The Book Drop: Big changes in Creston public library over 20 years

Web Lead

Longest serving Creston Valley Public Library employee Pat Tomasic (right) during the library’s moving day back in 2006.

Longest serving Creston Valley Public Library employee Pat Tomasic (right) during the library’s moving day back in 2006.

A blink of an eye. That’s how quickly the last 20 years have passed since my first working day at the Creston Valley Public Library in July 1996. So quickly that it’s amazing to think of all the developments over that time!

Patience was certainly a requirement for staff and for patrons at that time. The Internet as a public resource was in its infancy. Instead, the shelves were full of print resources: Needed to write a high school paper on the planet Saturn without Google? Open a copy of the Canadian index, look up your topic and write down a list of the newspapers and magazines, with their dates of publication, then ask for them to be brought in by interlibrary loan. And hope you’re not in a hurry for that! Unlike today, where a request can make its way through a dozen libraries in a day, in the olden days the ILL connection would message one library a day.

A steady introduction of new technologies and formats entered the library over the years. We went from exclusively print books and magazines to music CDs and CD-ROMs to public Internet stations (remember that delightful dial-up screech?), then to DVDs, e-readers and a 24-hour Wi-Fi connection for your tablet or smartphone. (Thank goodness we now offer “User Friendly”, a drop-in tech help program every Saturday!) Finally, saying goodbye to the old physical card catalogue was difficult. I always loved opening the drawers of titles and authors, so full of potential entertaining and informative reading, flicking through the alphabetized cards to find that special book. But I didn’t mourn long; I can’t deny I’m pretty fond of the ease of the electronic version!

The development of the young adult section has been an exciting change. When I was a new patron to the library, one thing that struck me was how the YA collection was a measly one bay of books, consisting of mostly older fiction and classics. Now, it has grown enormously and is dominated by fantasy and post-apocalyptic series along with graphic novels, and is a delight to not-so-young adult readers as much as teens. And on the topic of youth, through the years I have had the pleasure of watching a countless number of junior patrons from story time and Summer Reading Club, and numerous student pages, embarking on new adventures in post-secondary education, travel, marriage and parenting.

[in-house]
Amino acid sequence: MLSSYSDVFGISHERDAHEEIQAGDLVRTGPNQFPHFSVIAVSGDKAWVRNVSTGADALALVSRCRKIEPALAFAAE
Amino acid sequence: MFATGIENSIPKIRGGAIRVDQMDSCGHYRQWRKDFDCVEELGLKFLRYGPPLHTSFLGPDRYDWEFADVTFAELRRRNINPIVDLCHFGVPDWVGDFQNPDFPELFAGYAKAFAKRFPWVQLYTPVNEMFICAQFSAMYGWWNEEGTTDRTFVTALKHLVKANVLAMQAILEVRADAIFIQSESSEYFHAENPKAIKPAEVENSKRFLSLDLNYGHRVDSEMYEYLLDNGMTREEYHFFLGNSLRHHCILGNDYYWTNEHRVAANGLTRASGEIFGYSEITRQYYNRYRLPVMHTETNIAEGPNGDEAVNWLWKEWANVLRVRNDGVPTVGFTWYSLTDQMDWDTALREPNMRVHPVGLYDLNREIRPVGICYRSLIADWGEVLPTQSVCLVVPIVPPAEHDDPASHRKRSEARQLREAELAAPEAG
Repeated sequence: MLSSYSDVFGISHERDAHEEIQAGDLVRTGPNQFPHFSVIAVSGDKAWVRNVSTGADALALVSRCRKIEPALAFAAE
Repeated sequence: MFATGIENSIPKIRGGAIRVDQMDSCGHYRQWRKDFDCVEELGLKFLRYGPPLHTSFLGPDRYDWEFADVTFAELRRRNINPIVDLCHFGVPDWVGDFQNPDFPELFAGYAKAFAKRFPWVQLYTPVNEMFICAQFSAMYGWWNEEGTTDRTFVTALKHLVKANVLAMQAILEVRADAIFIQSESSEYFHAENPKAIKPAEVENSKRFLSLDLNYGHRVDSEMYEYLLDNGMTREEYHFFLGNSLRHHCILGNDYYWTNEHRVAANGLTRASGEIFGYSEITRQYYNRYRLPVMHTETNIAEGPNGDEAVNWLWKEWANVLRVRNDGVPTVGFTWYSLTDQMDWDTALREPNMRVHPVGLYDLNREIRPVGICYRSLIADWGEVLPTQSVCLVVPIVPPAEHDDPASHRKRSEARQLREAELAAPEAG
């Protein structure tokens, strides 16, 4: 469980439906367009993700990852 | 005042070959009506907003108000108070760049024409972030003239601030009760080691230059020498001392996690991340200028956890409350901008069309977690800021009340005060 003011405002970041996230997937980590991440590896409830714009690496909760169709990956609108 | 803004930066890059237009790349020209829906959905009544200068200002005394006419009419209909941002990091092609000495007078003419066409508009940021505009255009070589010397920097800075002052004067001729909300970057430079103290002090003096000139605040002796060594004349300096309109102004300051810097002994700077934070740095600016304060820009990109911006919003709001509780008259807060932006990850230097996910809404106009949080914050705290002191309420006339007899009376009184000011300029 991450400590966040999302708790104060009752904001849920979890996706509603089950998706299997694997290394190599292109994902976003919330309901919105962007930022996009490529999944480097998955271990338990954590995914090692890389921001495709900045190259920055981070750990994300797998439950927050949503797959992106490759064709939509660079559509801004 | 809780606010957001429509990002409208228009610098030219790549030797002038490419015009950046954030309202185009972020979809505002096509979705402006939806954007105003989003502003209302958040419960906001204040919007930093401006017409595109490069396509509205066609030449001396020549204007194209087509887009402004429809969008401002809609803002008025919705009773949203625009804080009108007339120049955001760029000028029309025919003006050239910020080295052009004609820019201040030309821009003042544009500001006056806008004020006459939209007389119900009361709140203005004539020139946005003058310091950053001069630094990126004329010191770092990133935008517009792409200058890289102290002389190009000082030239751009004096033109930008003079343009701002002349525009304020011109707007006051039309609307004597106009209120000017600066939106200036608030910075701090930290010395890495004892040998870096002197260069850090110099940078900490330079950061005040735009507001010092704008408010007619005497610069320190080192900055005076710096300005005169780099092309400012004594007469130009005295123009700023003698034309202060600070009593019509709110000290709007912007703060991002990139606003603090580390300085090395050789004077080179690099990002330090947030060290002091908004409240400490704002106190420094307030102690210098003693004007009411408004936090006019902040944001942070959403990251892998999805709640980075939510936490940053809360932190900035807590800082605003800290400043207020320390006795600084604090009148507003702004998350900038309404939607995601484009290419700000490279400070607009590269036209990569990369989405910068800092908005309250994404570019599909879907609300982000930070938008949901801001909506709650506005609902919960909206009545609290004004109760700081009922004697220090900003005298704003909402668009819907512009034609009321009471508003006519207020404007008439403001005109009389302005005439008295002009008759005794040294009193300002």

But the most momentous event was, without a doubt, leaving the former library below the grain elevators 10 years ago for our current location. Ah, that small old building, with its highly unfashionable and somewhat aromatic 1970s carpeting, its mouldy and frequently flooded basement, my little windowless upstairs office. I miss… well, none of it. The joy of finally moving into our new digs, after years of trying to secure a decent building, was absolutely joyous. It led to one of my fondest memories where, upon moving in, I turned to see Lawrence Lavender, our magnificent board chair at the time, who had worked tirelessly to ensure we moved to a decent location, and both of us broke out into huge grins that radiated, “We finally did this!”

One thing that doesn’t change for me is that I feel the heart of the library is the collection. And what makes that heart beat are the patrons. The next 20 years will bring more new faces and changes to the library, and if I’m lucky, I will see them all.

Pat Tomasic is the team leader and longest serving employee at Creston Valley Public Library. She is currently reading Alys, Always by Harriet Lane.